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Steyn on Conrad Black trial



Following up on Ted's post of yesterday, I notice that Maclean's magazine is having Mark Steyn blog the trial from Chicago, which promises to make for lively reading. And before leaving the subject of Steyn's earlier piece, I was struck by this passage:

Richard C. Breeden, the court-appointed "corporate monitor" at the collapsed WorldCom and an "adviser" to the special committee of Hollinger International, is on course to become the first corporate governance billionaire. ...Who knew there was so much money in complaining about the excessive salaries of American executives? As Olga and Adrian Stein note dryly in Books In Canada, it is "a remarkable achievement to have turned the knotty subject of ethics ... into a financial fortune."

Mr. Breeden was formerly and famously the chairman of the U.S. Securities and Exchange Commission. Today he presides over the half-billion-dollar corporate governance hedge fund at Breeden Capital Management of Greenwich, Conn., which is registered as an investment adviser to Breeden Partners Ltd. of the Cayman Islands. Breeden Partners has approximately $1 billion in assets. The Cayman Islands is in the British West Indies and thus beyond the jurisdiction of Mr. Breeden's successor at the SEC.

I hasten to add I have nothing against Richard Breeden. And I certainly have no desire to attract his attention in any way whatsoever. But it is striking that all the phrases that set off alarm bells in relation to Conrad Black -- "excessive compensation," "Cayman Islands," "lavish personal tastes" -- apply to Mr. Breeden equally and then some. And Mr. Breeden doesn't create any goods, doesn't publish any daily newspapers, doesn't produce anything except internal memos. It's four years since Hollinger put him on the payroll at 800 bucks an hour. That seems an awful lot to pay for a few sharp lines about Barbara Amiel expensing her tips to the doorman at Bergdorf Goodman. The tip was $20. Mr. Breeden earned that in the first minute-and-a-half of his labours for Hollinger.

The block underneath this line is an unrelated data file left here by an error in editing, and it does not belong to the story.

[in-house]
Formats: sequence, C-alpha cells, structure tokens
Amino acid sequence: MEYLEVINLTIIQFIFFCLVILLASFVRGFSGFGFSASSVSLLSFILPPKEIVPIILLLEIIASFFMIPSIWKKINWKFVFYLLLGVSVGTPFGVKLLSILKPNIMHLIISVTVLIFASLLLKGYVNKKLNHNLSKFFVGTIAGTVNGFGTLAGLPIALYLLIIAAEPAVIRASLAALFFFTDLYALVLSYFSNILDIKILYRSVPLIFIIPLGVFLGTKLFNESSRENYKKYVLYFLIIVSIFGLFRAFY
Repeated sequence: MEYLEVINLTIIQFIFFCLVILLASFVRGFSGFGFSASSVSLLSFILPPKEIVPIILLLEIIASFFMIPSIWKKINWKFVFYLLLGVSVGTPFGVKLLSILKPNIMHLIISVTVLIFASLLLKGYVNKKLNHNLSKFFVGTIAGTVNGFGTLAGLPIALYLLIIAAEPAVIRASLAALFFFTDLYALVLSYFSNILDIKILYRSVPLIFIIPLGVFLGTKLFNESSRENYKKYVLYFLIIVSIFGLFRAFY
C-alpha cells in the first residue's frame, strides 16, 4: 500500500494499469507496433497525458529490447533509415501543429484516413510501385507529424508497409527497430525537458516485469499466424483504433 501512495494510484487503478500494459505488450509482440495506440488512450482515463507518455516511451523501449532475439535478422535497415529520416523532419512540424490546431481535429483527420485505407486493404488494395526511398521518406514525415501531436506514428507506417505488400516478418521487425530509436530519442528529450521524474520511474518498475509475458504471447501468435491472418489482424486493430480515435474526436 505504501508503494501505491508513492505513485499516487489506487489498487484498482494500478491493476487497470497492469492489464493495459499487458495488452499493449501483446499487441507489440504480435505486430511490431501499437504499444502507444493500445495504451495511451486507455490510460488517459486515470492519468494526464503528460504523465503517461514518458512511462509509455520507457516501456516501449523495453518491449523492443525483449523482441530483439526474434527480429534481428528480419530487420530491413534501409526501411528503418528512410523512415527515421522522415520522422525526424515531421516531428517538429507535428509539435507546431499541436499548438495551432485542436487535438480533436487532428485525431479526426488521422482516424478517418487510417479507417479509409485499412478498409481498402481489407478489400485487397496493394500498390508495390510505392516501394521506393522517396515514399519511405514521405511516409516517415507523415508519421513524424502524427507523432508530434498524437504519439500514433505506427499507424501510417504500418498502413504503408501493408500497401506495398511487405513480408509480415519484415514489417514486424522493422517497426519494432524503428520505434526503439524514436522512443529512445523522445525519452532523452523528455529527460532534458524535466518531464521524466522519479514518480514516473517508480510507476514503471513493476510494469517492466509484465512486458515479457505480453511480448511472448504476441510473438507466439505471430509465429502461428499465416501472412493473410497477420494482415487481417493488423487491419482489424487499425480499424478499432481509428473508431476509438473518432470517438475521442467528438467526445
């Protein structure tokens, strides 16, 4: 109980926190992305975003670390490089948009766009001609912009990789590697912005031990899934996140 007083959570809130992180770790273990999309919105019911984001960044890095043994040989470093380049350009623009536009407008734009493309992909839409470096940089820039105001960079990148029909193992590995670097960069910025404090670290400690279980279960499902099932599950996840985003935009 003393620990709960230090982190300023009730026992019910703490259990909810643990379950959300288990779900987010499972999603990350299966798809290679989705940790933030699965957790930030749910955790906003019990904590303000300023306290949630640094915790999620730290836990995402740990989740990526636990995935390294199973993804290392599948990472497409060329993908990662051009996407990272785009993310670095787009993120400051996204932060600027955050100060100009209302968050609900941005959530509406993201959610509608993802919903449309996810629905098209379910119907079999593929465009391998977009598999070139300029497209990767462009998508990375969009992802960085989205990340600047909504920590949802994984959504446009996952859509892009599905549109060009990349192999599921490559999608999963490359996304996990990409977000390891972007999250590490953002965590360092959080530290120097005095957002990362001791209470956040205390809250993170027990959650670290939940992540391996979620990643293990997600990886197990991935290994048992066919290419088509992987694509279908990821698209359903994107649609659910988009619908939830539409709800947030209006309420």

More: Returning to the Black trial itself, there seems to be some very funny business going on involving someone's having allegedly posed as a juror for purposes of confessing bias: Steyn blog, Worthington.

 

 


Rafael Mangual
Project Manager,
Legal Policy
rmangual@manhattan-institute.org

Katherine Lazarski
Manhattan Institute
klazarski@manhattan-institute.org

 

Published by the Manhattan Institute

The Manhattan Insitute's Center for Legal Policy.